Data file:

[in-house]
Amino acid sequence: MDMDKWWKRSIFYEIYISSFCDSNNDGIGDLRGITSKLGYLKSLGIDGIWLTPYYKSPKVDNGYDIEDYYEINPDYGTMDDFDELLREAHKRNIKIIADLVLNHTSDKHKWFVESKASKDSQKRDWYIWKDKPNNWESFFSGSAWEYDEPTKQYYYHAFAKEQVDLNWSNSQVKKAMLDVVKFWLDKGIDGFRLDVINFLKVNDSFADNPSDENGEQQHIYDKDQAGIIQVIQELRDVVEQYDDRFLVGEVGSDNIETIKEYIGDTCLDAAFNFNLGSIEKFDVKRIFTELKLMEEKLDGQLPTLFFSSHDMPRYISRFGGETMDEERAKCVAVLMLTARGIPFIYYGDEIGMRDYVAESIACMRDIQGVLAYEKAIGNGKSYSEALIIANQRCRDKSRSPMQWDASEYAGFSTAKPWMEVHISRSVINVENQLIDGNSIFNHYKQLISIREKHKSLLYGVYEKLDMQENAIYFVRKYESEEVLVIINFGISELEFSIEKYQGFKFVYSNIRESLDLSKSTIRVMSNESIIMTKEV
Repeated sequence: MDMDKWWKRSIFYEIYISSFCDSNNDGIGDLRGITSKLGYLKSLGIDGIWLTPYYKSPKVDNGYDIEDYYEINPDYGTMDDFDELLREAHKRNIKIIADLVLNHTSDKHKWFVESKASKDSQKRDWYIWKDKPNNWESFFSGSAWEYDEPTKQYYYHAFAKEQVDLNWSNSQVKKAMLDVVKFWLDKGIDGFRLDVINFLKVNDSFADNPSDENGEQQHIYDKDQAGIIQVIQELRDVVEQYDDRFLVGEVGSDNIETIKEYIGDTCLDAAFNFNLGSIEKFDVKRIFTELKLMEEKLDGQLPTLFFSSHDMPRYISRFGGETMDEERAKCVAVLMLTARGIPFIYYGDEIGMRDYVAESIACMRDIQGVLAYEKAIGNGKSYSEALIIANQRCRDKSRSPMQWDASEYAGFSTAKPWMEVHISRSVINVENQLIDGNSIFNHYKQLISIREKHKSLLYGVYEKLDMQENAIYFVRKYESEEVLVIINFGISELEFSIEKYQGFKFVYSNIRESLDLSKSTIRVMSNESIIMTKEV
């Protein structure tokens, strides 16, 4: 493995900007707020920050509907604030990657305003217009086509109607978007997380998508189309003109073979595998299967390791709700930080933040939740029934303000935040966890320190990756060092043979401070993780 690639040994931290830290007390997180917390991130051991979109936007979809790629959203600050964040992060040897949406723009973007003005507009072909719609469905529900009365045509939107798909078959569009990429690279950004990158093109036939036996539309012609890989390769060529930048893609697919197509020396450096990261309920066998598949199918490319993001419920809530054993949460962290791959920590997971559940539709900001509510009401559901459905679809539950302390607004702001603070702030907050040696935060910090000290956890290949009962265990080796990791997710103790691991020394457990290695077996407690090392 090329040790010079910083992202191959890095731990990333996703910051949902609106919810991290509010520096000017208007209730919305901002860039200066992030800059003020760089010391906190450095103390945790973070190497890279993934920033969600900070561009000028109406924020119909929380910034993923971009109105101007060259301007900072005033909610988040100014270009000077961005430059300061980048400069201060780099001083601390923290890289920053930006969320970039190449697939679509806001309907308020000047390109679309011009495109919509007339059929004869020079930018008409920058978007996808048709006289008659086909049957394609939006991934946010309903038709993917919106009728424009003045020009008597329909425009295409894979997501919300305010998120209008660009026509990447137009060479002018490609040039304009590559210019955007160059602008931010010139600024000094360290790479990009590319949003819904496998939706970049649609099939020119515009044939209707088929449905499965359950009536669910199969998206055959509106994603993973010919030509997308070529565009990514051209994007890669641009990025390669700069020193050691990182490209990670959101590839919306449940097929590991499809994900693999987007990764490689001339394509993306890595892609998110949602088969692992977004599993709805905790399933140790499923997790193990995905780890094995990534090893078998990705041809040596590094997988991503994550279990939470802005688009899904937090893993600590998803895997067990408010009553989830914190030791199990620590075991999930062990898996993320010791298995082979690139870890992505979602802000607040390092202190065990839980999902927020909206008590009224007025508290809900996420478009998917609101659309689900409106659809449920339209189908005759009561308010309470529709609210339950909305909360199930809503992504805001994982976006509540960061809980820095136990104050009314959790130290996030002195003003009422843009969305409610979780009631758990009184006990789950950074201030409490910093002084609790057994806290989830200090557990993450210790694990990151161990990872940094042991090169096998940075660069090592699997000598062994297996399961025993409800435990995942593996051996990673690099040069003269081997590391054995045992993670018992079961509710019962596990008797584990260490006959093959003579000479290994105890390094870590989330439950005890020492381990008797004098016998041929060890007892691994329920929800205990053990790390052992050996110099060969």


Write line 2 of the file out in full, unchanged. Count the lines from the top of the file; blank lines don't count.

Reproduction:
Amino acid sequence: MDMDKWWKRSIFYEIYISSFCDSNNDGIGDLRGITSKLGYLKSLGIDGIWLTPYYKSPKVDNGYDIEDYYEINPDYGTMDDFDELLREAHKRNIKIIADLVLNHTSDKHKWFVESKASKDSQKRDWYIWKDKPNNWESFFSGSAWEYDEPTKQYYYHAFAKEQVDLNWSNSQVKKAMLDVVKFWLDKGIDGFRLDVINFLKVNDSFADNPSDENGEQQHIYDKDQAGIIQVIQELRDVVEQYDDRFLVGEVGSDNIETIKEYIGDTCLDAAFNFNLGSIEKFDVKRIFTELKLMEEKLDGQLPTLFFSSHDMPRYISRFGGETMDEERAKCVAVLMLTARGIPFIYYGDEIGMRDYVAESIACMRDIQGVLAYEKAIGNGKSYSEALIIANQRCRDKSRSPMQWDASEYAGFSTAKPWMEVHISRSVINVENQLIDGNSIFNHYKQLISIREKHKSLLYGVYEKLDMQENAIYFVRKYESEEVLVIINFGISELEFSIEKYQGFKFVYSNIRESLDLSKSTIRVMSNESIIMTKEV